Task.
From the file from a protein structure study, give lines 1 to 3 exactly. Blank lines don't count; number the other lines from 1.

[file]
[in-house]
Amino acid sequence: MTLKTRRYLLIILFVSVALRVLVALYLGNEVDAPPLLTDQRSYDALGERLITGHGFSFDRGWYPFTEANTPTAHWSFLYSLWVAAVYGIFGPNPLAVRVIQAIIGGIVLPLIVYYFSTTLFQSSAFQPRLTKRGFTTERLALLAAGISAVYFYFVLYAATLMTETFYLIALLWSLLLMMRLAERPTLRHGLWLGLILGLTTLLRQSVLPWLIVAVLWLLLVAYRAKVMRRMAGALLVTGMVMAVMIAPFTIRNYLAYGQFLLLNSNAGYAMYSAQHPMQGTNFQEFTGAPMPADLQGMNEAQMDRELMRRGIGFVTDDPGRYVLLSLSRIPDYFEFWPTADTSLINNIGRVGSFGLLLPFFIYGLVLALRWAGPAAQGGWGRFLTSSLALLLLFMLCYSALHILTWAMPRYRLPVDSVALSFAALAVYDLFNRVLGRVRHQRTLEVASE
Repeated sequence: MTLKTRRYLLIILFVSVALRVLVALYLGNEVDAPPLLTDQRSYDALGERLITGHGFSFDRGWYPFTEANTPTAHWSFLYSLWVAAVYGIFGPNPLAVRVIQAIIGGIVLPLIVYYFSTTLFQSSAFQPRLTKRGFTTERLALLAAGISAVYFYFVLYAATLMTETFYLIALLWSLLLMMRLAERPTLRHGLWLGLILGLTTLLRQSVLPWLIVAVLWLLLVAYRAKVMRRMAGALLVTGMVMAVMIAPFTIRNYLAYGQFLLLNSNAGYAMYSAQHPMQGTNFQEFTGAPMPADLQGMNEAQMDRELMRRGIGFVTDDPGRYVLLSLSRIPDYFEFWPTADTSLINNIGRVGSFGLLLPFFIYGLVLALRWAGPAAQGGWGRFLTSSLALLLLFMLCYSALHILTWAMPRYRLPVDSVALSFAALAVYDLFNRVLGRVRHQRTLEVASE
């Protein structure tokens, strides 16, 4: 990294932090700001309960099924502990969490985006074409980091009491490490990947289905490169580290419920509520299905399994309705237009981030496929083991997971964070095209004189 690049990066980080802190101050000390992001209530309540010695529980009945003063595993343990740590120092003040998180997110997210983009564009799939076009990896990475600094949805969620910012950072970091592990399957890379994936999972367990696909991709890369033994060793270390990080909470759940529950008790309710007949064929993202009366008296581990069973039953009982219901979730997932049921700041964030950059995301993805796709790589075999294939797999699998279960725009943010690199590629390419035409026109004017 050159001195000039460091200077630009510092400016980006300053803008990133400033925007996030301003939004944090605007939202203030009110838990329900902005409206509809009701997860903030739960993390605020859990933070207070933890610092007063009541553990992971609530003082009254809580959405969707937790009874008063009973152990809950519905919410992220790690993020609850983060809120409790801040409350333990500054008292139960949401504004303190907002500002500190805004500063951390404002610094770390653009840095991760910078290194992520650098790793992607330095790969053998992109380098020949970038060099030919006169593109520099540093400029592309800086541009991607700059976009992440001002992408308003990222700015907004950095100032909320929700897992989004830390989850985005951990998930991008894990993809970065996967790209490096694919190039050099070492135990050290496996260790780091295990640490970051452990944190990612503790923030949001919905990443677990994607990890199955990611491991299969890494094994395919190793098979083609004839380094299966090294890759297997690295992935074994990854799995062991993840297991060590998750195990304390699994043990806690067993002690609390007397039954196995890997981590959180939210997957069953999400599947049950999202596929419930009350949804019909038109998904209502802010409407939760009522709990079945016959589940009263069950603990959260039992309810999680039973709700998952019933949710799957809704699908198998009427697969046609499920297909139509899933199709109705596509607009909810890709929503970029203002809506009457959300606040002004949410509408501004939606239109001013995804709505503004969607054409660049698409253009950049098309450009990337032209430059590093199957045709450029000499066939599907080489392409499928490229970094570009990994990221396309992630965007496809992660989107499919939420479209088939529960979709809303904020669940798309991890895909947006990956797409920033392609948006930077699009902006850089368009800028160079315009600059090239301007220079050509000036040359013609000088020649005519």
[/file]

[in-house]
Amino acid sequence: MTLKTRRYLLIILFVSVALRVLVALYLGNEVDAPPLLTDQRSYDALGERLITGHGFSFDRGWYPFTEANTPTAHWSFLYSLWVAAVYGIFGPNPLAVRVIQAIIGGIVLPLIVYYFSTTLFQSSAFQPRLTKRGFTTERLALLAAGISAVYFYFVLYAATLMTETFYLIALLWSLLLMMRLAERPTLRHGLWLGLILGLTTLLRQSVLPWLIVAVLWLLLVAYRAKVMRRMAGALLVTGMVMAVMIAPFTIRNYLAYGQFLLLNSNAGYAMYSAQHPMQGTNFQEFTGAPMPADLQGMNEAQMDRELMRRGIGFVTDDPGRYVLLSLSRIPDYFEFWPTADTSLINNIGRVGSFGLLLPFFIYGLVLALRWAGPAAQGGWGRFLTSSLALLLLFMLCYSALHILTWAMPRYRLPVDSVALSFAALAVYDLFNRVLGRVRHQRTLEVASE
Repeated sequence: MTLKTRRYLLIILFVSVALRVLVALYLGNEVDAPPLLTDQRSYDALGERLITGHGFSFDRGWYPFTEANTPTAHWSFLYSLWVAAVYGIFGPNPLAVRVIQAIIGGIVLPLIVYYFSTTLFQSSAFQPRLTKRGFTTERLALLAAGISAVYFYFVLYAATLMTETFYLIALLWSLLLMMRLAERPTLRHGLWLGLILGLTTLLRQSVLPWLIVAVLWLLLVAYRAKVMRRMAGALLVTGMVMAVMIAPFTIRNYLAYGQFLLLNSNAGYAMYSAQHPMQGTNFQEFTGAPMPADLQGMNEAQMDRELMRRGIGFVTDDPGRYVLLSLSRIPDYFEFWPTADTSLINNIGRVGSFGLLLPFFIYGLVLALRWAGPAAQGGWGRFLTSSLALLLLFMLCYSALHILTWAMPRYRLPVDSVALSFAALAVYDLFNRVLGRVRHQRTLEVASE